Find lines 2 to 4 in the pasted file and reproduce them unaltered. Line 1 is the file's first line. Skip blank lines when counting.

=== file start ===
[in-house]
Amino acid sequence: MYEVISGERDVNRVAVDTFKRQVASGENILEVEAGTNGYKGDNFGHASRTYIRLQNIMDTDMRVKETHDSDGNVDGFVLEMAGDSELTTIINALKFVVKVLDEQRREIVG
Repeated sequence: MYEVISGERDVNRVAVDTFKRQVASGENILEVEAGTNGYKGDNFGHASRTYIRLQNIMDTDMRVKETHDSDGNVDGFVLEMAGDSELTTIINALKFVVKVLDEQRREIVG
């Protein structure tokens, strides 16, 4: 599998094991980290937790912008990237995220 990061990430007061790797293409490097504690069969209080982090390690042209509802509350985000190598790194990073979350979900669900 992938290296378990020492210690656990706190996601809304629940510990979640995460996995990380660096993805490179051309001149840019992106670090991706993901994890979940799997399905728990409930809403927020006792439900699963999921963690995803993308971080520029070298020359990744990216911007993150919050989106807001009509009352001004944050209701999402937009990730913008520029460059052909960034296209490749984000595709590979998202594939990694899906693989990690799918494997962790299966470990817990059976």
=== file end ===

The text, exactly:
Amino acid sequence: MYEVISGERDVNRVAVDTFKRQVASGENILEVEAGTNGYKGDNFGHASRTYIRLQNIMDTDMRVKETHDSDGNVDGFVLEMAGDSELTTIINALKFVVKVLDEQRREIVG
Repeated sequence: MYEVISGERDVNRVAVDTFKRQVASGENILEVEAGTNGYKGDNFGHASRTYIRLQNIMDTDMRVKETHDSDGNVDGFVLEMAGDSELTTIINALKFVVKVLDEQRREIVG
């Protein structure tokens, strides 16, 4: 599998094991980290937790912008990237995220 990061990430007061790797293409490097504690069969209080982090390690042209509802509350985000190598790194990073979350979900669900 992938290296378990020492210690656990706190996601809304629940510990979640995460996995990380660096993805490179051309001149840019992106670090991706993901994890979940799997399905728990409930809403927020006792439900699963999921963690995803993308971080520029070298020359990744990216911007993150919050989106807001009509009352001004944050209701999402937009990730913008520029460059052909960034296209490749984000595709590979998202594939990694899906693989990690799918494997962790299966470990817990059976």